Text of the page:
For the month of April, fellow author, Thea Atkinson is streaking through 30 blogs and flashing us a piece of fiction. I generously offered her a space today so she could expose a piece. Her book “Anomaly” was the first e-book I bought for my Kindle and I hope to review it here soon. My blog will be back to normal tomorrow. In the meantime, enjoy and follow the links at the end to see who she flashed yesterday and who she will flash tomorrow. Feel free to leave a comment to let me know if you enjoyed the streak, and you are welcome to tweet it or share it on Facebook. You can also follow the chain through twitter with the hashtag #blogstreak
I asked her to write something with a Shakespearean theme of some sort as today is both Shakespeare’s birthday and his death day and this is what she came up with. Enjoy!
Ophelia Deject and Wretched
By Thea Atkinson
I’m only mad North Northwest; it’s just that I haven’t felt the wind change direction for a while.
Been alone out here six years now. Gert stayed with me for a while, kept me company, but that didn’t work out so well. Got myself a sweet little spot close to the docks, a jumble of gargantuan granite stones that touch each other in all the right places, forming a cozy Ophelia-sized hollow to keep me out of the elements and my stuff dry.
I keep my Motel Granite good and secret, even from Gert and the other gals under the bridge. I feel bad about that, but really, it can’t be helped. Last time I let someone in, she stole everything but the wind-chapped roses on my cheeks: everything I owned in this sour world, my picture of Hamish-long-gone. Even my one hand-crocheted slipper got purloined, so you never can trust a soul out here. You know what’s best for you, you settle on a wide step at the Post Office like I am now, and make with the rolling eyes. Herds of people enter and exit, so it’s as good a place as any to ply my trade.
Sometimes pity sits in someone’s palm in the form of a quarter; more often than not it wants more of a show before it deigns to make an appearance. I’m alright with that. Theater was my favorite subject in college — it was my major, after all. Shakespeare, my specialty.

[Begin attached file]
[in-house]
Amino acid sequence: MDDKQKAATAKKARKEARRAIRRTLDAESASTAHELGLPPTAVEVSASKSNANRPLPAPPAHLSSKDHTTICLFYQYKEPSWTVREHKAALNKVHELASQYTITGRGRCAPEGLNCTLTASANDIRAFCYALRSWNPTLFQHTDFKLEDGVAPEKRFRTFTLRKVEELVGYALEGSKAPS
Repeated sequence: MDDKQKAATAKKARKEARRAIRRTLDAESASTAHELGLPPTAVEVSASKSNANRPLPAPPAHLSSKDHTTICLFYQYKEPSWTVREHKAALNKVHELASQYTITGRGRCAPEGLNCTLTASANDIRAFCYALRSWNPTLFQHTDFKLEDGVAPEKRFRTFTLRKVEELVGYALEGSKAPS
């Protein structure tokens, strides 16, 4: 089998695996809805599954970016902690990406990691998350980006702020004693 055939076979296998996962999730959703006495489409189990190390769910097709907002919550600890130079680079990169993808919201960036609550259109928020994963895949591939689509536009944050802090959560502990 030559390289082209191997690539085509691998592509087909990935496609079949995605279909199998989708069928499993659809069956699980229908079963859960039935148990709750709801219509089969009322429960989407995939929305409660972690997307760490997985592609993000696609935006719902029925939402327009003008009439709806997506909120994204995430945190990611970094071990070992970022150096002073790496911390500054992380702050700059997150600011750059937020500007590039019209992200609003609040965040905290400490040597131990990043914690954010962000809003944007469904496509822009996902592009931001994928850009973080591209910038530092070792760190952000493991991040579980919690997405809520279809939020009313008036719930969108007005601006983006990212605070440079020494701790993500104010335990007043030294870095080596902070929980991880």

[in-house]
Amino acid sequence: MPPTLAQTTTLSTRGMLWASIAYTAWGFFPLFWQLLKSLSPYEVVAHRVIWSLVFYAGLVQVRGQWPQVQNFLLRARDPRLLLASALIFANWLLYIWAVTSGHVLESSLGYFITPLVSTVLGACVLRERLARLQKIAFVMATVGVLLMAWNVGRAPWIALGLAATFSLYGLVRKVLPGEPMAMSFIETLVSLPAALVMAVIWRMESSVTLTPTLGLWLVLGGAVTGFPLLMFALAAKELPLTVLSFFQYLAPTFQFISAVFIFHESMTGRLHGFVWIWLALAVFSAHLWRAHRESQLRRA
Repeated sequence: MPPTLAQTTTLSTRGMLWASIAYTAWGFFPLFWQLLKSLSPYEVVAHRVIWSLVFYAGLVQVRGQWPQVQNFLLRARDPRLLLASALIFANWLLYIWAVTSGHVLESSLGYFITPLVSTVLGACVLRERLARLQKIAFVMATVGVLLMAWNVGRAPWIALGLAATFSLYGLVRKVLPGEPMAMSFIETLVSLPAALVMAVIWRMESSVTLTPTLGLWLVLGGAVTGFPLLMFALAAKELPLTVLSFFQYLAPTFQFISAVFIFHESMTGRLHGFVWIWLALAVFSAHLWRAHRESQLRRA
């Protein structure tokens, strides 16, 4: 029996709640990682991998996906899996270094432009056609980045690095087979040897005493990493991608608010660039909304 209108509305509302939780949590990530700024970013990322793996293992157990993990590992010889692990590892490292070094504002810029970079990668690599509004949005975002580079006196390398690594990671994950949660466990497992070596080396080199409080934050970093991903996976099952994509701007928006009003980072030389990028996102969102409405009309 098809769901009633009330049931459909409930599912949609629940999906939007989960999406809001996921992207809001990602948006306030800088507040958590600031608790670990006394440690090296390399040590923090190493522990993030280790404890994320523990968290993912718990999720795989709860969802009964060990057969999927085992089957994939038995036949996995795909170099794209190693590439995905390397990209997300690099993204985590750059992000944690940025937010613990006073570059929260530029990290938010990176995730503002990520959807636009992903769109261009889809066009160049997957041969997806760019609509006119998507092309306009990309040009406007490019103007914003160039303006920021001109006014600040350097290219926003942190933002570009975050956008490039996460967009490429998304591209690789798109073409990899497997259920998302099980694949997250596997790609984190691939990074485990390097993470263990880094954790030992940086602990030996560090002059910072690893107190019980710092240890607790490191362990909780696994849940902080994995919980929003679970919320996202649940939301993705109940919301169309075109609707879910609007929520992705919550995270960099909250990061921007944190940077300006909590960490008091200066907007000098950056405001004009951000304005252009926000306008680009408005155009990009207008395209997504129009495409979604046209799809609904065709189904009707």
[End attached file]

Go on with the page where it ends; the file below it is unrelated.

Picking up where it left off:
I add a glassy stare to the rolling eyes bit, pretend to pass out flowers to would-be clientele.
“Rosemary for remembrance,” I say to a bulldog wearing a business suit. With his tight-assed walk, I can tell he needs something to help him remember he has a human soul.
“Just a quarter, sir.” I tug at his gabardine trouser leg and he flicks a Yoric-eyed glance over my modest skirt and trash-bin jacket. He finally throws a quarter into my jug.
“Thank you, kind sir,” I sneak a dejected look into my jar: only three coins and two bills — one of them a Monopoly denomination.
These last few years have been tough, believe me. After I fed Gert from my own stash of dumpster doughnuts and let her wear my slipper over the one foot of hers with a black toe from frostbite, she still stole from me. I thought I’d lose my mind to rage. Didn’t though. Found some reserve deep within and scouted out a new place. My little granite motel has walls of stone, a floor of earth, and a minute skylight that shows me the twinkling of apartment lights if I lay the right way. I can’t let anyone in any more, no matter how lonely I am.
Thinking about my granite motel and its potential for impregnable warmth, I feel sorry for the gals under the bridge. Doesn’t matter how sheltered that spot is, Jack Frost has a way of slipping his poison into that fluid amber they drink down there to keep him at bay. Soon they slip into another state. Soon after that they’re rotting in that state and the only one who sheds a tear over them is the coroner, and his eyes only seep from the stink of their unwashed bodies.
“What a noble mind is here overthrown,” I shout at everyone. They’ve got a nerve pretending but for the grace of God they’d not be sitting here. A right fine nerve. “But for the grace of God,” I whisper to the next woman as she hurries past, and she drops a bill in as if to assuage her guilt.
Ah, the grace of God. Would that we all show a little kindness down here so we may reap the same when we’ve gone. A gal never knows when she’ll be dependent on the kindness of strangers.
I take a look at the bustling crowds, the taxis weaving in and out, jockeying for quicker routes to their destinations, and for some reason I think of Gert. I know she doesn’t have a sweet little spot like the granite motel, or a lucrative place of business. She has no trade to ply. All she has is a black toe covered by a hand-crocheted slipper, and a picture of my man loved and gone.
I imagine she’s making her way to the bridge right now, hoping to find a sheltered crevice to keep her out of the elements for the night. I worry she might decide to swoon under Jack Frost’s embrace.
Methinks the wind may be changing.
April 22 Leah Petersen
April 23 Vivienne Tuffnell
April 24–Tania Tirraoro http://notasadvertised.blogspot.com/